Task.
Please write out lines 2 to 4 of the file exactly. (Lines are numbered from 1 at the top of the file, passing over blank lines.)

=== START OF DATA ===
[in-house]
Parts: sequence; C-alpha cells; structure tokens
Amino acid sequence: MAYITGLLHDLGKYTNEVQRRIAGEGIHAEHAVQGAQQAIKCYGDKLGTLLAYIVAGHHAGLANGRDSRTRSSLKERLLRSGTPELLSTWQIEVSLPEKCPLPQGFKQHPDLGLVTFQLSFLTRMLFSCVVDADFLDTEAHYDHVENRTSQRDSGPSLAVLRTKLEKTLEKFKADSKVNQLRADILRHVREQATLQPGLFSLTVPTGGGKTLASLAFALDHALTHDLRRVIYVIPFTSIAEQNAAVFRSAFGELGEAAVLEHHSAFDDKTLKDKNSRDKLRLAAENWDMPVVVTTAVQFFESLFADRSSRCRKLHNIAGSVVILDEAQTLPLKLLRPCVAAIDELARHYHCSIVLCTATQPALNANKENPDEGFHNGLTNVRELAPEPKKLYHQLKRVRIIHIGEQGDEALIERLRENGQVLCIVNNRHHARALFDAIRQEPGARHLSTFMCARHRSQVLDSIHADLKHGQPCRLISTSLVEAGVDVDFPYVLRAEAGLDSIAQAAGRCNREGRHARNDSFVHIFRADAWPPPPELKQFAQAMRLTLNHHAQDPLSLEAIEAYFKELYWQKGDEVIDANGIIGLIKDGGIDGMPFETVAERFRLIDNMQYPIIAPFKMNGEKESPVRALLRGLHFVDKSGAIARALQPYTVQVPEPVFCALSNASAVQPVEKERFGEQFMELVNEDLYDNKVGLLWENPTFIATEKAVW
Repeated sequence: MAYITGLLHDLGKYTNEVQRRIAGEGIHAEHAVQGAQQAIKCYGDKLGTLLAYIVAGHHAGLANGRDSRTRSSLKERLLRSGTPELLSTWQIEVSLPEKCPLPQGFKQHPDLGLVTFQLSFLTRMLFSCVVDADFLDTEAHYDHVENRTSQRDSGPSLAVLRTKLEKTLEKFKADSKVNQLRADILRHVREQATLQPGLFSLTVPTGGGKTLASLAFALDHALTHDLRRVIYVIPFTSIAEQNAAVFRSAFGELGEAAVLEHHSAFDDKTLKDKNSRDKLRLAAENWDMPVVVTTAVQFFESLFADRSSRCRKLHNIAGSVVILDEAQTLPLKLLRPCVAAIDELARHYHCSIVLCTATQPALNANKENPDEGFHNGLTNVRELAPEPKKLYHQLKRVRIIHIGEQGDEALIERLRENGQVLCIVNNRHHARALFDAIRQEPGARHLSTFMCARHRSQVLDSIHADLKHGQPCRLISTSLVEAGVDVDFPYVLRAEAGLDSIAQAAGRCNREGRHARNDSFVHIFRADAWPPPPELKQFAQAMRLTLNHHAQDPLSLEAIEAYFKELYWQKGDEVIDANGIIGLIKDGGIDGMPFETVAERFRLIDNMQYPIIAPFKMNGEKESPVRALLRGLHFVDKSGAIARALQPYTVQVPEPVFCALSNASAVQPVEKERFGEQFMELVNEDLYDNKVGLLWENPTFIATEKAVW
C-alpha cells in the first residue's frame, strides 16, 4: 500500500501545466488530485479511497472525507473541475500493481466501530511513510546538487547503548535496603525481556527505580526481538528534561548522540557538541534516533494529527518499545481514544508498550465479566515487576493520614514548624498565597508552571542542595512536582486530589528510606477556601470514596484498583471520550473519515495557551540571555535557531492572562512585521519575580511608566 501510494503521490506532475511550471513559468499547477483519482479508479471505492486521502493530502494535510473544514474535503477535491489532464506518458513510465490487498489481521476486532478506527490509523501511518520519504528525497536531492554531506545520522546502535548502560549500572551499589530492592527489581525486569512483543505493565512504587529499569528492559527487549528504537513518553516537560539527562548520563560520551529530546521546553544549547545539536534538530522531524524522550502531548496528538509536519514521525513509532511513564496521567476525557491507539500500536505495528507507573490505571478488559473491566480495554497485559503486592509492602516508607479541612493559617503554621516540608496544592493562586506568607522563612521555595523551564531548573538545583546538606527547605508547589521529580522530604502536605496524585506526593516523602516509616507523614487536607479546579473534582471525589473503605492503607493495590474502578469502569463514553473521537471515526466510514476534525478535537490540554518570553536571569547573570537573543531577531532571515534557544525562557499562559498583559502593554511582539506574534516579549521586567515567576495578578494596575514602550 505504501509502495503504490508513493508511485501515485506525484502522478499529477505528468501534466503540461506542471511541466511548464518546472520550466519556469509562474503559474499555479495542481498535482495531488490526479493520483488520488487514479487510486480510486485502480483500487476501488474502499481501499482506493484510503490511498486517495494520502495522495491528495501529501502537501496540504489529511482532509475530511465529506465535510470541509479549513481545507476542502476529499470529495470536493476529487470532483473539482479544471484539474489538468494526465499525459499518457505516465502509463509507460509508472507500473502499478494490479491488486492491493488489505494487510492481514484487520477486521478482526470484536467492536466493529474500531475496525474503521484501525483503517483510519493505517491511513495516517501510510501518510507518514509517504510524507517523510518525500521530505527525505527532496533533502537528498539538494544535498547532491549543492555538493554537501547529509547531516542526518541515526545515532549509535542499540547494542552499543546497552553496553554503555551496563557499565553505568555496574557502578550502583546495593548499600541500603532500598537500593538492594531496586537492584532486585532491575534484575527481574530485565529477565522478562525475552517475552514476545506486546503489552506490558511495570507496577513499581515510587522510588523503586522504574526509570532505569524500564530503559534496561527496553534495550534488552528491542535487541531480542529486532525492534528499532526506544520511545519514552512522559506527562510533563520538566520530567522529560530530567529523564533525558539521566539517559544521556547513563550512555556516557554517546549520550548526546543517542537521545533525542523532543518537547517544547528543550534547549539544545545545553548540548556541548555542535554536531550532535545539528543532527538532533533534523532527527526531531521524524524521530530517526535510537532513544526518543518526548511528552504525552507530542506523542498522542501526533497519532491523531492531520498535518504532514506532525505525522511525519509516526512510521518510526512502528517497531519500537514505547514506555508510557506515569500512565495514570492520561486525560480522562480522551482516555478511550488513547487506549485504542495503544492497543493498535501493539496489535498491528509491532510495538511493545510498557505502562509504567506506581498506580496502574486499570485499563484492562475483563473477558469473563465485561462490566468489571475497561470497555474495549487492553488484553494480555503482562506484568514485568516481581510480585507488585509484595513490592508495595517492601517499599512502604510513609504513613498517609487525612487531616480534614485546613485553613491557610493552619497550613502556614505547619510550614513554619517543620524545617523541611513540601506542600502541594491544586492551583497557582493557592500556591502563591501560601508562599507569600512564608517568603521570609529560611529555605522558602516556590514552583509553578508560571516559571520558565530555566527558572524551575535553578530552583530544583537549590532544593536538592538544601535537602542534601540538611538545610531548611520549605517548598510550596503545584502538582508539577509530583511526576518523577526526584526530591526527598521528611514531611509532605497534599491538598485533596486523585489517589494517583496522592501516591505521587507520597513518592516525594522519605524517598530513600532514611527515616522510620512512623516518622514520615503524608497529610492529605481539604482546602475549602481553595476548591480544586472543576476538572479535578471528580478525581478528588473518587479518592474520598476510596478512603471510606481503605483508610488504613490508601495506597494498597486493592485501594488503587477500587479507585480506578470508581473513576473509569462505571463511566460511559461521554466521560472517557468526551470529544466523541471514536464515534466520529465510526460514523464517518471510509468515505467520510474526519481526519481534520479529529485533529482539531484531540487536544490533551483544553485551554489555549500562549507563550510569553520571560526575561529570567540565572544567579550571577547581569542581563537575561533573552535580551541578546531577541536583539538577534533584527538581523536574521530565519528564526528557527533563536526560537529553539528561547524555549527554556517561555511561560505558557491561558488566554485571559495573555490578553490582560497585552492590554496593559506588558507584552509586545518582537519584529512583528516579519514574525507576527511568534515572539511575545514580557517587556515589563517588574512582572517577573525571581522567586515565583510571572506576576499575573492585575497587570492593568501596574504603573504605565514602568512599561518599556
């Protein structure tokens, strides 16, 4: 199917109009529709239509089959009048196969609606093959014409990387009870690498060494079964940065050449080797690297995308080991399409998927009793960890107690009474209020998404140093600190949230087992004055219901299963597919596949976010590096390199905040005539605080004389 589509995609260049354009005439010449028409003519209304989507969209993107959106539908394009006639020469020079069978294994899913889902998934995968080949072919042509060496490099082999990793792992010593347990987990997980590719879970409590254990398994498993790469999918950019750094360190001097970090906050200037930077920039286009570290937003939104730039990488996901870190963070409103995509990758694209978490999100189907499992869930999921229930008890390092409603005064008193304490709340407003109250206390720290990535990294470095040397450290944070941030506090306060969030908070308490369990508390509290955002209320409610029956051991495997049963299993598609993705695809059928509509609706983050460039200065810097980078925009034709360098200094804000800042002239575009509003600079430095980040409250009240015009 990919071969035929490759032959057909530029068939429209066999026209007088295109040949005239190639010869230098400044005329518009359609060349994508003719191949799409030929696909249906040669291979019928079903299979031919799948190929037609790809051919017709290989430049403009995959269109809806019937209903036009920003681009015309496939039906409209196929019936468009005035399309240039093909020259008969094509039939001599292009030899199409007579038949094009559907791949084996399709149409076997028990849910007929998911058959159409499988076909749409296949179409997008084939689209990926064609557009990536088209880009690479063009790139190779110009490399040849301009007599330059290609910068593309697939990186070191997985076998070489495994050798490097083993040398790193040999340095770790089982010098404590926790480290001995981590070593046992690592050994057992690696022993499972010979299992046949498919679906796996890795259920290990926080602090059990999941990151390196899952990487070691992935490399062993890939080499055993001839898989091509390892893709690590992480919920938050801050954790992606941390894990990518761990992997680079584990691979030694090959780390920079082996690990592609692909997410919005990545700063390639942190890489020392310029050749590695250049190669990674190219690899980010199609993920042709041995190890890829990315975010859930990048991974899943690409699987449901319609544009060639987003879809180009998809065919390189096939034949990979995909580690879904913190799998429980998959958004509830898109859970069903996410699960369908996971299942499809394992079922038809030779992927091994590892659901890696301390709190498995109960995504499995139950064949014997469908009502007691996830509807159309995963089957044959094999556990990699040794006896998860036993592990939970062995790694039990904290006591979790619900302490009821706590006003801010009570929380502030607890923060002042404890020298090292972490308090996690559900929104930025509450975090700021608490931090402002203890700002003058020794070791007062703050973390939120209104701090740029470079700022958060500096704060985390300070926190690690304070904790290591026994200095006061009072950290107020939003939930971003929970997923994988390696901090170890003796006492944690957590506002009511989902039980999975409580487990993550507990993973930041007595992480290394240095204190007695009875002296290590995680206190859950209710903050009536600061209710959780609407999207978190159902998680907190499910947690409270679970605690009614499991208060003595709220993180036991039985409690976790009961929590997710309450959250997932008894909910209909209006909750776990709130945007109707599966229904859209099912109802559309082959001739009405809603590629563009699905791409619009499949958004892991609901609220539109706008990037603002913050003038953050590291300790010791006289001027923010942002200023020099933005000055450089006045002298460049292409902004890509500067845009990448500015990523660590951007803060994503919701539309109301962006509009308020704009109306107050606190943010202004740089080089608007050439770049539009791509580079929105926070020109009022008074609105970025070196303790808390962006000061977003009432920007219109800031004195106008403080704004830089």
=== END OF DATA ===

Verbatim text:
Parts: sequence; C-alpha cells; structure tokens
Amino acid sequence: MAYITGLLHDLGKYTNEVQRRIAGEGIHAEHAVQGAQQAIKCYGDKLGTLLAYIVAGHHAGLANGRDSRTRSSLKERLLRSGTPELLSTWQIEVSLPEKCPLPQGFKQHPDLGLVTFQLSFLTRMLFSCVVDADFLDTEAHYDHVENRTSQRDSGPSLAVLRTKLEKTLEKFKADSKVNQLRADILRHVREQATLQPGLFSLTVPTGGGKTLASLAFALDHALTHDLRRVIYVIPFTSIAEQNAAVFRSAFGELGEAAVLEHHSAFDDKTLKDKNSRDKLRLAAENWDMPVVVTTAVQFFESLFADRSSRCRKLHNIAGSVVILDEAQTLPLKLLRPCVAAIDELARHYHCSIVLCTATQPALNANKENPDEGFHNGLTNVRELAPEPKKLYHQLKRVRIIHIGEQGDEALIERLRENGQVLCIVNNRHHARALFDAIRQEPGARHLSTFMCARHRSQVLDSIHADLKHGQPCRLISTSLVEAGVDVDFPYVLRAEAGLDSIAQAAGRCNREGRHARNDSFVHIFRADAWPPPPELKQFAQAMRLTLNHHAQDPLSLEAIEAYFKELYWQKGDEVIDANGIIGLIKDGGIDGMPFETVAERFRLIDNMQYPIIAPFKMNGEKESPVRALLRGLHFVDKSGAIARALQPYTVQVPEPVFCALSNASAVQPVEKERFGEQFMELVNEDLYDNKVGLLWENPTFIATEKAVW
Repeated sequence: MAYITGLLHDLGKYTNEVQRRIAGEGIHAEHAVQGAQQAIKCYGDKLGTLLAYIVAGHHAGLANGRDSRTRSSLKERLLRSGTPELLSTWQIEVSLPEKCPLPQGFKQHPDLGLVTFQLSFLTRMLFSCVVDADFLDTEAHYDHVENRTSQRDSGPSLAVLRTKLEKTLEKFKADSKVNQLRADILRHVREQATLQPGLFSLTVPTGGGKTLASLAFALDHALTHDLRRVIYVIPFTSIAEQNAAVFRSAFGELGEAAVLEHHSAFDDKTLKDKNSRDKLRLAAENWDMPVVVTTAVQFFESLFADRSSRCRKLHNIAGSVVILDEAQTLPLKLLRPCVAAIDELARHYHCSIVLCTATQPALNANKENPDEGFHNGLTNVRELAPEPKKLYHQLKRVRIIHIGEQGDEALIERLRENGQVLCIVNNRHHARALFDAIRQEPGARHLSTFMCARHRSQVLDSIHADLKHGQPCRLISTSLVEAGVDVDFPYVLRAEAGLDSIAQAAGRCNREGRHARNDSFVHIFRADAWPPPPELKQFAQAMRLTLNHHAQDPLSLEAIEAYFKELYWQKGDEVIDANGIIGLIKDGGIDGMPFETVAERFRLIDNMQYPIIAPFKMNGEKESPVRALLRGLHFVDKSGAIARALQPYTVQVPEPVFCALSNASAVQPVEKERFGEQFMELVNEDLYDNKVGLLWENPTFIATEKAVW